Democrats seeking their party's 2004 presidential nomination attacked President Bush for his actions in Iraq and his domestic and trade policies during their first debate, which was held in the southwestern state of New Mexico Thursday.
Iraq was the first issue addressed in the debate and the eight Democratic candidates roundly criticized President Bush for what they characterized as errors in judgment and strategy. Massachusetts Senator John Kerry said the president had led U.S. troops into what he called a "shooting gallery." Former House Democratic leader Richard Gephardt described the president on this issue as "a miserable failure."
The candidates supported the president's decision to seek a greater role for the United Nations in postwar Iraq, but former Vermont Governor Howard Dean said the president should have sought U.N. involvement from the beginning. Mr. Dean, who polls indicate is the current front-runner in the race for the Democratic presidential nomination, said the president would now have to seek help from "the very people he humiliated."
Mr. Dean said the United States should look far and wide for support.
"We have to have reconstruction of Iraq with the help of the United Nations, NATO and, preferably, with Muslim troops, particularly Arabic-speaking troops from our allies such as Egypt and Morocco," he said.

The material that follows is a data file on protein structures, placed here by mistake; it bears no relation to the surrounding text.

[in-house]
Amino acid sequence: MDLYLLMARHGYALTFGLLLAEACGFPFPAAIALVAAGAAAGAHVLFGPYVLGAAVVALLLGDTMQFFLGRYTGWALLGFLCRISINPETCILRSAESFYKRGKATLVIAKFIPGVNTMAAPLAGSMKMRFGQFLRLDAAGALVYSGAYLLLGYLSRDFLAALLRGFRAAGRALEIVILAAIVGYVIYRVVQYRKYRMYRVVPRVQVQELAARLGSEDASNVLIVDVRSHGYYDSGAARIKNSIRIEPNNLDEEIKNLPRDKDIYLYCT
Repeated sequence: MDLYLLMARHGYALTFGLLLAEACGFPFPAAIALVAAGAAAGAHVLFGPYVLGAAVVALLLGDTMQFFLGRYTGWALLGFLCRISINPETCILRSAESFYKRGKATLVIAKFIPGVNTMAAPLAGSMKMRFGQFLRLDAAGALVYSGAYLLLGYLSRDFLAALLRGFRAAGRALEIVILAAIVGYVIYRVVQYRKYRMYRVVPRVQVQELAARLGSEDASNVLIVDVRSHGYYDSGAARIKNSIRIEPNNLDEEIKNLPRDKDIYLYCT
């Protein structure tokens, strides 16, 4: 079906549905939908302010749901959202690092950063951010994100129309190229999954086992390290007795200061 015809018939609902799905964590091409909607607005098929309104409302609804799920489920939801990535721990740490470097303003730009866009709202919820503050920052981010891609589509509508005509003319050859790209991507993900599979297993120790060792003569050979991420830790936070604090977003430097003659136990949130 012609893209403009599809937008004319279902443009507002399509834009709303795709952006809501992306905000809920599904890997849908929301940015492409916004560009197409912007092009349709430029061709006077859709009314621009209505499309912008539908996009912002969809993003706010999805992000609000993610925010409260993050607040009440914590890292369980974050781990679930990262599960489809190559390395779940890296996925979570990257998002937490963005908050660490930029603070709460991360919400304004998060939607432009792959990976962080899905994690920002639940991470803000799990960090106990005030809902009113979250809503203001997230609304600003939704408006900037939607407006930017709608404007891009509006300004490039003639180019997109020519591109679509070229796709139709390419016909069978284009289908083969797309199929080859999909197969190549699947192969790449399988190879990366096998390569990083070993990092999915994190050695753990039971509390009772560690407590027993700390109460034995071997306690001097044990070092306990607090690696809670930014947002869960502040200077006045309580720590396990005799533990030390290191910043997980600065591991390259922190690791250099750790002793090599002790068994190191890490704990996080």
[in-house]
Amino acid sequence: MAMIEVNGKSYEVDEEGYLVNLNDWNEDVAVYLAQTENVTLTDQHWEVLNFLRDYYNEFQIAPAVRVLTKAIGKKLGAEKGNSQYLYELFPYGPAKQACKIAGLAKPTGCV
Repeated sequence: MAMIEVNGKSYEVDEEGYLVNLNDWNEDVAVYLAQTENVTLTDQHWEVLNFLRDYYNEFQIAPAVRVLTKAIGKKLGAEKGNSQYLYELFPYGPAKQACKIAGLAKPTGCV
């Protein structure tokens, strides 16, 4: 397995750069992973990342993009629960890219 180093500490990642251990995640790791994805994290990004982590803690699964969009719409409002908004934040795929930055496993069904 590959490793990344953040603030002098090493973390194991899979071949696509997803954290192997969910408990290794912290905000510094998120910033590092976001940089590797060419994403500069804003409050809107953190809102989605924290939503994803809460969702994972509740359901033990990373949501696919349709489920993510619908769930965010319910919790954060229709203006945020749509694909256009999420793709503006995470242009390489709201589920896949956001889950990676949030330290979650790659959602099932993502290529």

Several of the Democratic hopefuls on the stage had supported the war in Iraq and made efforts to explain their criticism of postwar policy. But Ohio Congressman Dennis Kucinich, called the war a mistake and the only woman on the stage, former Illinois senator Carol Moseley Braun suggested the war had sidetracked the pursuit of terrorist leader Osama bin Laden.
Although the debate was cordial overall, there were some small clashes over issues such as tax policy and free trade. Senator Joseph Lieberman chided Governor Dean for saying that he would undo trade agreements with nations that do not meet international labor and environmental standards. Senator Lieberman said dropping trade agreements with Mexico and other developing nations with poor standards would result in the loss of millions of U.S. jobs.
References to Latin America were frequent in this debate held at the University of New Mexico in Albuquerque and broadcast in simultaneous Spanish translation over the Univision network. Several candidates made an effort to say a phrase or two in Spanish.
This was the first of six presidential debates to be held from now until January, when the primary season begins. One candidate, the Reverend Al Sharpton, was unable to attend Thursday's debate because of foul weather in New York that delayed his flight.